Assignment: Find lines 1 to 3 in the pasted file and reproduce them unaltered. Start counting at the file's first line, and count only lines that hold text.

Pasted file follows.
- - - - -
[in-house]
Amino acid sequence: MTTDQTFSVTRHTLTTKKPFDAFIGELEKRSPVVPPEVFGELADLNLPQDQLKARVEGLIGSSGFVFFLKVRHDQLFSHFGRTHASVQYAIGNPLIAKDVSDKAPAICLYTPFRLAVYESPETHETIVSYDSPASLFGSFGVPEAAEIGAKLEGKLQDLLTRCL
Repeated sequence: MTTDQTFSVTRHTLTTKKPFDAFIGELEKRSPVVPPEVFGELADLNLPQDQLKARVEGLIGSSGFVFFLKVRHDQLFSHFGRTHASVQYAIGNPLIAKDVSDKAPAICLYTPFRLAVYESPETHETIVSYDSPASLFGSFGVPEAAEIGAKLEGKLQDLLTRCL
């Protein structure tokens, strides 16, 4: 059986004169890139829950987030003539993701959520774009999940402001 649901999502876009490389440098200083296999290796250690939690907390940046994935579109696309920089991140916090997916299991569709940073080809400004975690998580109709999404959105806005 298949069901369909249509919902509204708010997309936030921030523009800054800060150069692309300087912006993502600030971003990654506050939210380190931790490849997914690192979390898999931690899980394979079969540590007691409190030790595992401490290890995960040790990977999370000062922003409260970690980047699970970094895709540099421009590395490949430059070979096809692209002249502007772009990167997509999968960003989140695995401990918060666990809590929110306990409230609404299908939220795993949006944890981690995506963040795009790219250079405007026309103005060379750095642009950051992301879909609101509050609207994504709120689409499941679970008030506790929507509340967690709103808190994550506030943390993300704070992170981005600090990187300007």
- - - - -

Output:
[in-house]
Amino acid sequence: MTTDQTFSVTRHTLTTKKPFDAFIGELEKRSPVVPPEVFGELADLNLPQDQLKARVEGLIGSSGFVFFLKVRHDQLFSHFGRTHASVQYAIGNPLIAKDVSDKAPAICLYTPFRLAVYESPETHETIVSYDSPASLFGSFGVPEAAEIGAKLEGKLQDLLTRCL
Repeated sequence: MTTDQTFSVTRHTLTTKKPFDAFIGELEKRSPVVPPEVFGELADLNLPQDQLKARVEGLIGSSGFVFFLKVRHDQLFSHFGRTHASVQYAIGNPLIAKDVSDKAPAICLYTPFRLAVYESPETHETIVSYDSPASLFGSFGVPEAAEIGAKLEGKLQDLLTRCL